3. Pour the dough mixture onto a lightly floured surface and bring together forming a ball. Pat into a disc, wrap in plastic wrap and place in the fridge for at least one hour.
4. After the dough is sufficiently chilled, separate into four equal portions. On a lightly floured surface, roll each portion into a circle, about 1/4-inch thick. Cover a large baking sheet with parchment paper, place dough circles on top, cover with plastic wrap and chill in the fridge for 30 minutes.
5. In the meantime, combine the rhubarb, 1/4 cup dark brown sugar, 1 tablespoon lemon juice, salt, 1 teaspoon cornstarch and 1 tablespoon ground tapioca in a medium mixing bowl. Set aside and let stand for 30 minutes.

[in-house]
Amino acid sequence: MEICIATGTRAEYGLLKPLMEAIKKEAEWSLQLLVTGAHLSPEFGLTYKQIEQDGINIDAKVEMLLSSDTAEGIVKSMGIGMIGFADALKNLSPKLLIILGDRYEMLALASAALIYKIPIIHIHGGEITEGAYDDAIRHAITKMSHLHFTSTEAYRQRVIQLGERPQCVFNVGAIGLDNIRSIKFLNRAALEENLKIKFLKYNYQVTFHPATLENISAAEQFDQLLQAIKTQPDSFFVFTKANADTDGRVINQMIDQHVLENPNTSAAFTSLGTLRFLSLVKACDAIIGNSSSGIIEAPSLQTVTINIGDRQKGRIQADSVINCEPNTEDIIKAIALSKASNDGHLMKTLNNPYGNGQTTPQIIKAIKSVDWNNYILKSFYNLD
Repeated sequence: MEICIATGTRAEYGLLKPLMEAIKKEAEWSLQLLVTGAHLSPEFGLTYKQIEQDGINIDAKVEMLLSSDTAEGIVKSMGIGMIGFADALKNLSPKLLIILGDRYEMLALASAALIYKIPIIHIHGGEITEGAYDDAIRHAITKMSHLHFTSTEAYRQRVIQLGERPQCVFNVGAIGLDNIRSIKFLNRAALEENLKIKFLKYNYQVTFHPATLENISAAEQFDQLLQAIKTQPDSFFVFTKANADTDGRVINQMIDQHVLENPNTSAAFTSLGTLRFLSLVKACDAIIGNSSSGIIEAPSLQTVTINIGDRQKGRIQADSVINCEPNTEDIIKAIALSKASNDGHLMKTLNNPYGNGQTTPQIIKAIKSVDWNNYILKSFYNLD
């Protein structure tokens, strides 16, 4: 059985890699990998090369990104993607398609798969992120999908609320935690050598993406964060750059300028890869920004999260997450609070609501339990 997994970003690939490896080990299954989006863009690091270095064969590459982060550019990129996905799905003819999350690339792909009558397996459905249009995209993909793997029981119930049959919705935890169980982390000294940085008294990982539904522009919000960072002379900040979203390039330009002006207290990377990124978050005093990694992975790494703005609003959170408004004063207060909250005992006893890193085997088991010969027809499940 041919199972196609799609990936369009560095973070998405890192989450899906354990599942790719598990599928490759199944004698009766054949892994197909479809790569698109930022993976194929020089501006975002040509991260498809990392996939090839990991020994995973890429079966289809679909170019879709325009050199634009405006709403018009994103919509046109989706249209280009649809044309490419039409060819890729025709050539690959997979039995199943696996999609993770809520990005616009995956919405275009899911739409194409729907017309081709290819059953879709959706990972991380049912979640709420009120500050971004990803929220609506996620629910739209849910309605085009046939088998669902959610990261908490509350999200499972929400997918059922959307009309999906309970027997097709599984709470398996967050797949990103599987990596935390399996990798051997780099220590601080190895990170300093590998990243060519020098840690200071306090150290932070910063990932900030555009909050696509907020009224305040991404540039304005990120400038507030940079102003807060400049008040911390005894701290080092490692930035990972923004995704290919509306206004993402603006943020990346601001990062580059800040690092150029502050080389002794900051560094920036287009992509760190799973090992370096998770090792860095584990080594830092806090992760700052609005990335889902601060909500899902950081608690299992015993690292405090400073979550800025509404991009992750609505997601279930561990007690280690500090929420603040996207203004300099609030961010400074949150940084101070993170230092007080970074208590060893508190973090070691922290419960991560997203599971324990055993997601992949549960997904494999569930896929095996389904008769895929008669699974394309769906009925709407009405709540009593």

6. In another mixing bowl, combine the strawberries, 1/4 cup sugar, 2 tablespoons dark brown sugar, mint, 1 1/2 tablespoons lemon juice, 2 teaspoons cornstarch, and 1 tablespoon ground tapioca. Set aside and let stand for 10-15 minutes. Pre-heat oven to 350º F.
7. Remove the dough rounds from the fridge. Working one at a time, sprinkle about 1 1/2 tablespoons toasted almonds on center of dough round, leaving a 1-inch border. Place a mound of rhubarb (about 2 spoonfuls) in the center of crust. Layer strawberry slices in an overlapping circle around the mound of rhubarb, making sure to leave the 1-inch border of dough. Repeat on remaining dough rounds. You should have strawberries left over. Reserve for later use.